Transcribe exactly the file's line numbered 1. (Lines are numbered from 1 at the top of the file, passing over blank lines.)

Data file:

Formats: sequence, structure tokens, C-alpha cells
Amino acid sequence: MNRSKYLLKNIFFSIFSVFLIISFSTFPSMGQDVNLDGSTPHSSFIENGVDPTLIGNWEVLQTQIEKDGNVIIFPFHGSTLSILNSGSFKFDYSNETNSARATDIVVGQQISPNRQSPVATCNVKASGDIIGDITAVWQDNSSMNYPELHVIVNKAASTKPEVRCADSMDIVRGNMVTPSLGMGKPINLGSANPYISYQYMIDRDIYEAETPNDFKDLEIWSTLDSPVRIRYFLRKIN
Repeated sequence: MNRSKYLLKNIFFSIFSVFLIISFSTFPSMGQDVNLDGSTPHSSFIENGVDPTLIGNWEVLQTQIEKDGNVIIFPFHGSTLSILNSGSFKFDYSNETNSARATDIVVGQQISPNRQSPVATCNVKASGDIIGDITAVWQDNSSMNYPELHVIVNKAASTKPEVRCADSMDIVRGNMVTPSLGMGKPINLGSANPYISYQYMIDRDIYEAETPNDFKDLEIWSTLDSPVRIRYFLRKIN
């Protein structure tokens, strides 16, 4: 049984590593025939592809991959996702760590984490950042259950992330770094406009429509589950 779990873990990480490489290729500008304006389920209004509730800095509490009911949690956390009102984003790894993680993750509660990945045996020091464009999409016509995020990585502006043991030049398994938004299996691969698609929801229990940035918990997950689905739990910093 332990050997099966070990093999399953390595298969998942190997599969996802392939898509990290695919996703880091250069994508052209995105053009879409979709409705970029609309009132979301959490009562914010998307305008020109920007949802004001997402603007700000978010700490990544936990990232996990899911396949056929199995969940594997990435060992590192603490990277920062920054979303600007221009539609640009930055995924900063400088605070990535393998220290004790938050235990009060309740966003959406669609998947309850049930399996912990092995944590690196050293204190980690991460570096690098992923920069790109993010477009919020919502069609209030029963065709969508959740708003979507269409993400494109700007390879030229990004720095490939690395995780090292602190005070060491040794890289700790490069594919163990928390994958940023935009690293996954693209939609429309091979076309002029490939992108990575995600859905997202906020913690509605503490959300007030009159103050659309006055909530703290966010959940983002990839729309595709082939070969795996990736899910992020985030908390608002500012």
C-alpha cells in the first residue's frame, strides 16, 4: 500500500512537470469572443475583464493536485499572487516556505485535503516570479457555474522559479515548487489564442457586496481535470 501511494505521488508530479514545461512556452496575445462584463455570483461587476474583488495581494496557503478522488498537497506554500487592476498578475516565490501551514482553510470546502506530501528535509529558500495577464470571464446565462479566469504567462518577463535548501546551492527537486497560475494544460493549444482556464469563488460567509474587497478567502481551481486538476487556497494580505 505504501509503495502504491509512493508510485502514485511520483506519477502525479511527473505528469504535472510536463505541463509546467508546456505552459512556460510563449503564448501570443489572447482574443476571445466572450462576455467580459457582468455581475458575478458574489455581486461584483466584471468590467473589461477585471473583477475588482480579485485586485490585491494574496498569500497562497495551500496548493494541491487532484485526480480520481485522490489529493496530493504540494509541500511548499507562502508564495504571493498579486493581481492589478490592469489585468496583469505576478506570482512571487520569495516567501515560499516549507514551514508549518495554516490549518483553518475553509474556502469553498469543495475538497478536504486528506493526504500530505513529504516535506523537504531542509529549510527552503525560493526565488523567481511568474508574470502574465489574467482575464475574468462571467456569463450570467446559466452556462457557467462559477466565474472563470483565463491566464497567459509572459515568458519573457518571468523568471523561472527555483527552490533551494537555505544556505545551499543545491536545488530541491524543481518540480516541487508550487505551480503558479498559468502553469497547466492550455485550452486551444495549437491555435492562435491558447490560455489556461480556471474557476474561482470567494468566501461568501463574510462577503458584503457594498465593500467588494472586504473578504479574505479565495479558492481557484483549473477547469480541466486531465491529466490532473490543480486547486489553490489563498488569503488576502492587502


Formats: sequence, structure tokens, C-alpha cells